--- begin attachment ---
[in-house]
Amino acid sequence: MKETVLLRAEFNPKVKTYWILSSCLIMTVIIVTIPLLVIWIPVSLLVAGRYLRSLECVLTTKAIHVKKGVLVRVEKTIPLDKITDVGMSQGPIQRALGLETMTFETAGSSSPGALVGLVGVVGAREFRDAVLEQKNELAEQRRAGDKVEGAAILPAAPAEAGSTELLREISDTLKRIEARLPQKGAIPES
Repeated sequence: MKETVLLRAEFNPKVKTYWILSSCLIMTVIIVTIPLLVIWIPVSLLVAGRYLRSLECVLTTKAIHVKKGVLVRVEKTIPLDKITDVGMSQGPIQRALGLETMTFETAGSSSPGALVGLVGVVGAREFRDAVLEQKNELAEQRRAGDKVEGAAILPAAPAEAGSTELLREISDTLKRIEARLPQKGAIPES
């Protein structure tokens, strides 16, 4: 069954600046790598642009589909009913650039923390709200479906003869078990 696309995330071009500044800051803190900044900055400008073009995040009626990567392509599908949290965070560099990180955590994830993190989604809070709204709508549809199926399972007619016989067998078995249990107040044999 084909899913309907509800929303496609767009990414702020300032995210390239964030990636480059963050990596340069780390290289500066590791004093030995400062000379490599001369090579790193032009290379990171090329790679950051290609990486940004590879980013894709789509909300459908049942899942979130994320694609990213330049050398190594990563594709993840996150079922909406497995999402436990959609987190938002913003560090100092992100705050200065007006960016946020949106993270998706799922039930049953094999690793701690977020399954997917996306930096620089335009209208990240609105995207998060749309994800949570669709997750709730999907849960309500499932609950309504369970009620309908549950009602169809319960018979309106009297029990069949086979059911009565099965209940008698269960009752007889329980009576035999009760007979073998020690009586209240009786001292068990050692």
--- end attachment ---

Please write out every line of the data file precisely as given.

[in-house]
Amino acid sequence: MKETVLLRAEFNPKVKTYWILSSCLIMTVIIVTIPLLVIWIPVSLLVAGRYLRSLECVLTTKAIHVKKGVLVRVEKTIPLDKITDVGMSQGPIQRALGLETMTFETAGSSSPGALVGLVGVVGAREFRDAVLEQKNELAEQRRAGDKVEGAAILPAAPAEAGSTELLREISDTLKRIEARLPQKGAIPES
Repeated sequence: MKETVLLRAEFNPKVKTYWILSSCLIMTVIIVTIPLLVIWIPVSLLVAGRYLRSLECVLTTKAIHVKKGVLVRVEKTIPLDKITDVGMSQGPIQRALGLETMTFETAGSSSPGALVGLVGVVGAREFRDAVLEQKNELAEQRRAGDKVEGAAILPAAPAEAGSTELLREISDTLKRIEARLPQKGAIPES
């Protein structure tokens, strides 16, 4: 069954600046790598642009589909009913650039923390709200479906003869078990 696309995330071009500044800051803190900044900055400008073009995040009626990567392509599908949290965070560099990180955590994830993190989604809070709204709508549809199926399972007619016989067998078995249990107040044999 084909899913309907509800929303496609767009990414702020300032995210390239964030990636480059963050990596340069780390290289500066590791004093030995400062000379490599001369090579790193032009290379990171090329790679950051290609990486940004590879980013894709789509909300459908049942899942979130994320694609990213330049050398190594990563594709993840996150079922909406497995999402436990959609987190938002913003560090100092992100705050200065007006960016946020949106993270998706799922039930049953094999690793701690977020399954997917996306930096620089335009209208990240609105995207998060749309994800949570669709997750709730999907849960309500499932609950309504369970009620309908549950009602169809319960018979309106009297029990069949086979059911009565099965209940008698269960009752007889329980009576035999009760007979073998020690009586209240009786001292068990050692």